C for Yourself - part 23

Steve Mumford tackles window creation in this month's tutorial.

At the end of last month's endeavours, we'd written a program that sat on the icon bar and produced error boxes whenever the user had the temerity to click on it. This time around, I've included functions that load a template file from the application directory and create a window, complete with icons. I've added handlers for some more events and messages which allow the window to be moved about, sized, closed and opened - as well as change the text in one of the icons.

The first step in adding windows to your application is the design of the windows themselves. They're described by complicated blocks of data which cover everything from their appearance to their contents. It's possible to do this in a rather abstract manner from within the code by filling in the data block by hand, but most people just find it easier to use Acorn's FormEd application or something similar to build a window description in a more intuitive WYSIWYG environment. It's also a lot easier to alter the layout of your windows once you've finished; because they're saved as a separate file, you don't need to recompile the main program.

Once you have a template file that meets your requirements, the next stage is to import the information from it at an appropriate point during the initialisation of the program. This is achieved using three SWI commands, namely Wimp_OpenTemplate, Wimp_LoadTemplate and Wimp_CloseTemplate. The first and the last of these prepare the computer for reading a file and tidy up afterwards respectively - Wimp_OpenTemplate takes a pointer to the filename in R1, and Wimp_CloseTemplate takes no parameters.

In order to load a template, the user must provide two buffers, large enough to hold all the window and icon data. It's possible to determine th exact size required with a preliminary call, but in this simple example I've taken the easy way out and assigned an ample amount of memory. Wimp_LoadTemplate takes values in registers 1 to 6 - the first three give the addresses of the template buffer, the workspace area and a pointer to the end of the workspace. The fifth register holds a pointer to a 12-byte name of one of the templates in the file; this name must start at a word-aligned address in memory.

In the example on the cover disc, only one window definition is loaded - if you're loading more than one, you'll either have to create multiple buffers or keep track of the individual windows in one large buffer. Finally, Wimp_CloseTemplate is used to let the program know that the template file is no longer required.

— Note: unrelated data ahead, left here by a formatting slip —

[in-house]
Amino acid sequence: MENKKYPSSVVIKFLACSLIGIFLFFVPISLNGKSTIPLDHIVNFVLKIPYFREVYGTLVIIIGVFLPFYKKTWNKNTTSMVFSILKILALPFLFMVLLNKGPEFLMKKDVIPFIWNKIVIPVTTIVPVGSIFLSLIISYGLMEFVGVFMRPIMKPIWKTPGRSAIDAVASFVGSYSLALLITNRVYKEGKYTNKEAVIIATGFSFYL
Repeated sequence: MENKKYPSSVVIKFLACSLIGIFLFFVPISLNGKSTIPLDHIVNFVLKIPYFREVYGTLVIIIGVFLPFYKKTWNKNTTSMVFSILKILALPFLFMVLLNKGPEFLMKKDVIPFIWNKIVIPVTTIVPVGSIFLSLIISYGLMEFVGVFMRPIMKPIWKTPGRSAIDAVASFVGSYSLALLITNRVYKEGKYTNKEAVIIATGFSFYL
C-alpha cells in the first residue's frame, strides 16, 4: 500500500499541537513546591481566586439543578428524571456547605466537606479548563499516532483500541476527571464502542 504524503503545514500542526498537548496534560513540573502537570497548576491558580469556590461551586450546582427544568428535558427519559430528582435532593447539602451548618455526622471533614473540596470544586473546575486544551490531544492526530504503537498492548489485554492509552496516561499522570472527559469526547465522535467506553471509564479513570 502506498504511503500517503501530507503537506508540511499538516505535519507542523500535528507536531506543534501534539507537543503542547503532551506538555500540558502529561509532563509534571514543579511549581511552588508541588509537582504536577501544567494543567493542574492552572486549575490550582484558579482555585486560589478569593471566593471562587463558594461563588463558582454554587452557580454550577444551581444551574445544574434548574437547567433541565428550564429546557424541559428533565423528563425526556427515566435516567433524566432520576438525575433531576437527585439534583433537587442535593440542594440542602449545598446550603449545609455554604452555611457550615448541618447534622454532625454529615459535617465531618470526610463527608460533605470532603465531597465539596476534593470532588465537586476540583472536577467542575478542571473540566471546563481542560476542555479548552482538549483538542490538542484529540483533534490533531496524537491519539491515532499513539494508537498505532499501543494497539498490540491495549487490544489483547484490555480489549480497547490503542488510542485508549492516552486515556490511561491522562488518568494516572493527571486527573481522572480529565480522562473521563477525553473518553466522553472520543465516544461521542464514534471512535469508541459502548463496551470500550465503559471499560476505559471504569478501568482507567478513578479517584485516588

To create the window, the address of the template buffer is copied into R1, and Wimp_CreateWindow returns with the window's handle in R0. This is used to refer to the window throughout the rest of the program, so I've stored it in a global variable. So far, the window hasn't been displayed and it will only appear on the screen when the WIMP is instructed to do so. Its size and position are copied from its data block and passed to Wimp_OpenWindow, and the window is finally pasted on the desktop in all its glory.

The story isn't over yet - we have to add the appropriate event handlers to allow us to resize, move and close the window. The WIMP lets us know when one of these occurs by passing our application an event code of 2 or 3, Open_Window_Request or Close_Window_Request respectively. Luckily, these are simple to deal with as most of the updated information is given to us in a ready-to-use format, so we can just call appropriate SWI immediately.

Finally, the application listens out for the TaskInitialise message, broadcast when a new task is installing itself on the desktop. When one occurs, the task's name is copied into a display icon in the window before it is redran. The upshot of this is that our program is now a limited WIMP watchdog; try leaving it running in the background whilst you work in the desktop - you might be surprised at some of the programs that execute without your knowledge. Next month I'll investigate the methods of creating and maintaining menus, and I'll begin looking at better ways of organising the data we have to handle.

Source: Acorn User - 167 - April 1996
Publication: Acorn User
Contributor: Steve Mumford